For my latest entry in ModeAudio's Quick Tips series, I'd like to talk about bus effects. Sometimes also referred to as send effects, the technique involves putting some effect plugins on a bus or send channel and then routing audio from multiple tracks in your session through to this bus/send track. This is a great way to gel the different elements of your tune together, as well as add interesting and novel musical dimensions that are intimately connected to the core elements of your track.
The classic use of a bus effect channel is as a reverb send, which allows you to create the impression of situating your track in an artificial space. In this scenario, you would typically send a little bit of signal to the send channel from most of the different parts of your track, causing them to blend together as they are sent through your reverb plugin. This produces an additional layer to your music that binds all the parts of your track together, in turn helping to create the feeling of a single body of sound rather than many disparate sonic elements occurring simultaneously.
Of course, you can get much more creative than the above implementation! You can place distortions, choruses, phasers or even complex chains of effect plugins on your bus channel and use it either to thicken up your sound or for fills and breakdowns. You can achieve the latter easily, simply by automating the volume of your bus channel so that you bring up the level just for those instances where you feel your track needs a bit of lift e.g. at the end of the bar or musical section.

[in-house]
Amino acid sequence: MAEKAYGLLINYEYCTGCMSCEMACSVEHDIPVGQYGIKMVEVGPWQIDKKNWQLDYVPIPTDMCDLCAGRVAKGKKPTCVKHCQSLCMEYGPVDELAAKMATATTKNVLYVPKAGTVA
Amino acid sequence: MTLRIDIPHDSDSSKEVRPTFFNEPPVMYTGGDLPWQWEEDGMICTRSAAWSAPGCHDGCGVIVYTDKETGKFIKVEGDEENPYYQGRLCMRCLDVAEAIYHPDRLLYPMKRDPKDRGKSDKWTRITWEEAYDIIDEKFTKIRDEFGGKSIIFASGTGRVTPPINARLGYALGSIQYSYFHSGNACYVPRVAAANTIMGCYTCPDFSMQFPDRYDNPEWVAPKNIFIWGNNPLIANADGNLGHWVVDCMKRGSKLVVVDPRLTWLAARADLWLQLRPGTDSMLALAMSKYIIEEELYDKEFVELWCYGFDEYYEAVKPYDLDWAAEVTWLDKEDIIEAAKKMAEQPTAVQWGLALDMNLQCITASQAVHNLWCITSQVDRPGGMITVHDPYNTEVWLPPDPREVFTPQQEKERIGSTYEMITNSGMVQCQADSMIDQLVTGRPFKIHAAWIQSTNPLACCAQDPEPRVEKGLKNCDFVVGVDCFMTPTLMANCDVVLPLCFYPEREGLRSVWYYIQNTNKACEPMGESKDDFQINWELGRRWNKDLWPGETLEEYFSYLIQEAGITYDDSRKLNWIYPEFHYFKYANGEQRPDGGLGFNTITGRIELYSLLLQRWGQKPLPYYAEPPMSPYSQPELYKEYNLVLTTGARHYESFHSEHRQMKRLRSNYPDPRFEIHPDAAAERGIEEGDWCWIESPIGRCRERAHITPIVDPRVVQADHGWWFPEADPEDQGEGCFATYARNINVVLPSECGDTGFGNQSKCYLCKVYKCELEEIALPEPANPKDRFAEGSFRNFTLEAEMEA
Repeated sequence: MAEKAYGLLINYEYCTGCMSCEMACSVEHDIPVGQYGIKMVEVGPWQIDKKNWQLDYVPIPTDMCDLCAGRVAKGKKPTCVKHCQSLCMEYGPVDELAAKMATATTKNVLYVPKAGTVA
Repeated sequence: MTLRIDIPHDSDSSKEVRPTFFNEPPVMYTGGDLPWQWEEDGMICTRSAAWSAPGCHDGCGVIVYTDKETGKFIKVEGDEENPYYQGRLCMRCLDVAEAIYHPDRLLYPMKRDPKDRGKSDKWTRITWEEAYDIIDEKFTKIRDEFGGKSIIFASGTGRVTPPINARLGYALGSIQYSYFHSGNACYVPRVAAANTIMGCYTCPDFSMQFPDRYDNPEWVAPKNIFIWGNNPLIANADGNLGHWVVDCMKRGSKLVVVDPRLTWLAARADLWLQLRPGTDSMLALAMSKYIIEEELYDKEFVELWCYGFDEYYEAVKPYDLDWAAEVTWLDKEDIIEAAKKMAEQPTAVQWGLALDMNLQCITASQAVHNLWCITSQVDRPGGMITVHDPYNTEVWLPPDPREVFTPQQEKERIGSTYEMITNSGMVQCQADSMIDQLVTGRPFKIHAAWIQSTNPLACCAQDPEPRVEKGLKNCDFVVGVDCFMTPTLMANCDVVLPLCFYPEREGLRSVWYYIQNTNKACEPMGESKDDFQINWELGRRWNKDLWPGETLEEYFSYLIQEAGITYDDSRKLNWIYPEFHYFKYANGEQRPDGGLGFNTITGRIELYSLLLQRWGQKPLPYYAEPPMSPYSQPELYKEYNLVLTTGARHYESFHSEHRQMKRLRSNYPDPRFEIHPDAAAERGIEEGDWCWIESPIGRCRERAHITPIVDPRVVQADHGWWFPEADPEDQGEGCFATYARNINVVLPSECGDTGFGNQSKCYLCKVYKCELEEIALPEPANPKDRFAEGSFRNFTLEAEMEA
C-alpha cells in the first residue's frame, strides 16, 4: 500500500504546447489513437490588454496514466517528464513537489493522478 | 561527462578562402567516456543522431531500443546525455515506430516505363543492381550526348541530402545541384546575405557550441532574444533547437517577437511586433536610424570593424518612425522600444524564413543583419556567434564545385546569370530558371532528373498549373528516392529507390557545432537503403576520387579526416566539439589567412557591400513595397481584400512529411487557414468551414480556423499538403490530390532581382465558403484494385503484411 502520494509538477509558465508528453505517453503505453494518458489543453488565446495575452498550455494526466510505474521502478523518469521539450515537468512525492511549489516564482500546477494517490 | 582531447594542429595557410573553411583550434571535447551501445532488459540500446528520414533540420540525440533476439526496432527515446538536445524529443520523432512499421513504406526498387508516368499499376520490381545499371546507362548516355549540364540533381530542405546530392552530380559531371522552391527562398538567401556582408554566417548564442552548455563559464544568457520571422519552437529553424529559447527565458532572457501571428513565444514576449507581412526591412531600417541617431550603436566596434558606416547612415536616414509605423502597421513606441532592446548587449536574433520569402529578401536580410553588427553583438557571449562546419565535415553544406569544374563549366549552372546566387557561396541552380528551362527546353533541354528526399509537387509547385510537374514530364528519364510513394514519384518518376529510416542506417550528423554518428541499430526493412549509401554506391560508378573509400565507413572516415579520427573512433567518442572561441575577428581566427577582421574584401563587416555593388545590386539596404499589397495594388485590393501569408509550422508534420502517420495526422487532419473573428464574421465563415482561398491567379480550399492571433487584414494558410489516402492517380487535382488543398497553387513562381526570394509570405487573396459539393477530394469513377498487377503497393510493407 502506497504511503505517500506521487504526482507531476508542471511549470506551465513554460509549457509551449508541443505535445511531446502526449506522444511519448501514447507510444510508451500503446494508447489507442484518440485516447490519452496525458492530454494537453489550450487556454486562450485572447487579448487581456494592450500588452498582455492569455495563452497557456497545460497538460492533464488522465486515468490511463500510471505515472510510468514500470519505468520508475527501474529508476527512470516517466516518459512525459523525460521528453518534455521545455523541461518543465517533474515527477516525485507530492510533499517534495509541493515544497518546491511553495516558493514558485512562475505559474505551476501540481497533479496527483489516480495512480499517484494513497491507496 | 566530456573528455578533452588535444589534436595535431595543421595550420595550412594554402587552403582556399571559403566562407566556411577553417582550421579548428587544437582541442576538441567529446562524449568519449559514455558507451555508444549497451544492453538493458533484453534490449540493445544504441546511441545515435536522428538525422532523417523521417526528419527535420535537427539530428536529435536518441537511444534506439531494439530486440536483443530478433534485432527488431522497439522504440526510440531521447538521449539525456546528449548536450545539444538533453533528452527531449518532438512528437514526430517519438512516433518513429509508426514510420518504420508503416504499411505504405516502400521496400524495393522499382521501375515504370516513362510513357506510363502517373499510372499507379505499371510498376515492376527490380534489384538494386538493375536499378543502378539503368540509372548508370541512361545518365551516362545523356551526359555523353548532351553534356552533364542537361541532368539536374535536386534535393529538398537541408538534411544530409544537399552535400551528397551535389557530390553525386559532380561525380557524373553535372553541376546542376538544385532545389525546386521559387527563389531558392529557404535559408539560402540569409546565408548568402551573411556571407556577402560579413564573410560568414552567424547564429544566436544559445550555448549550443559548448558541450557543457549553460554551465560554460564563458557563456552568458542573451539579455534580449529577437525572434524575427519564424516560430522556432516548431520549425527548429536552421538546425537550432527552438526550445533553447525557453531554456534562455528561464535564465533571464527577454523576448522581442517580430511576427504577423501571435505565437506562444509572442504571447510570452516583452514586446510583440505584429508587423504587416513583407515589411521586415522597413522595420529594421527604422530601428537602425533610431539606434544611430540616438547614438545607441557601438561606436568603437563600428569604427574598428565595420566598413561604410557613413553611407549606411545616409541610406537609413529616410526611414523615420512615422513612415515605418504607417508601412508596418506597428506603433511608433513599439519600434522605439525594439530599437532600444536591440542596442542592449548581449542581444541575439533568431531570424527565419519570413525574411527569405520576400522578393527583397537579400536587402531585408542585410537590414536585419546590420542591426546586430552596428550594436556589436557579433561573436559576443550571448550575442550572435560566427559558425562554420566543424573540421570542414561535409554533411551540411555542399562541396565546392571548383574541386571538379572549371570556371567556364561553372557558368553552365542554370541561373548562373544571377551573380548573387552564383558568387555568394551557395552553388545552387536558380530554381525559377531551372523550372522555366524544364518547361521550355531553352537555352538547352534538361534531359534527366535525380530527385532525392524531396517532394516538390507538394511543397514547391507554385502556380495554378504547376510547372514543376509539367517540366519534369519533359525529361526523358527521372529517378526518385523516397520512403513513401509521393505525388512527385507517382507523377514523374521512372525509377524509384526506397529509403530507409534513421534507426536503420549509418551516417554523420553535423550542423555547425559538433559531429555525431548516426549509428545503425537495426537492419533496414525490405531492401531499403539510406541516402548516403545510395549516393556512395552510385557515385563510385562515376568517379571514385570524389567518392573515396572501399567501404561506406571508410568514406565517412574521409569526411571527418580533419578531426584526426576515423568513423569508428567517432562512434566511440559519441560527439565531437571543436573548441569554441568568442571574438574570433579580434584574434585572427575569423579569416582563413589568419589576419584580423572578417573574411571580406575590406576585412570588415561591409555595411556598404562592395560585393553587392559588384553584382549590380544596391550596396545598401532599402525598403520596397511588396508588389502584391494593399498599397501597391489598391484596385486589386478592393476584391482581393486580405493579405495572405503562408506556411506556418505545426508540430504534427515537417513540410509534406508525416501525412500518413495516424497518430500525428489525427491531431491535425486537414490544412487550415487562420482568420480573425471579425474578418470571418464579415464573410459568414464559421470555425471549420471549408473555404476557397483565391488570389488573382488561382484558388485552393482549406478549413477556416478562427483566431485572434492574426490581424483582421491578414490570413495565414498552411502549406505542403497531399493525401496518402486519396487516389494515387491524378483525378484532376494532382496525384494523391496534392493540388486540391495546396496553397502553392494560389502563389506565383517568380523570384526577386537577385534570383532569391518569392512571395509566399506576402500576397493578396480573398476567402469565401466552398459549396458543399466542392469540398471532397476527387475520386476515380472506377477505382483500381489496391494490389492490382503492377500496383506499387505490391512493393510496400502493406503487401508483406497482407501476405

Dub pioneers such as Lee 'Scratch' Perry are famous for using this technique, chiefly for setting up delay bus channels and sending a snare hit or snippet of a vocal for triplet repetitions that act almost like percussive fills throughout the music. In the track below, listen out for the snare rim hits at 0.57 and 0.59 - the first is routed to a reverb bus and the second is sent to a delay bus channel.
The key, as always, is to experiment and see what you like the sound of. Once you have a few go-to plugin chains mapped out, you can save them as channel strips for easy recall in your new sessions. Happy bus effecting and get creative!
1. Create a bus or send channel in your DAW.
2. Use the send controls to route audio from the core elements of your track (synths, bass, guitars, drums, vocals etc) to this bus channel.
3. Automate the volume of the bus channel or track send controls to introduce the routed and effected signal to create fills in your music.
Check out the complete Quick Tips series here.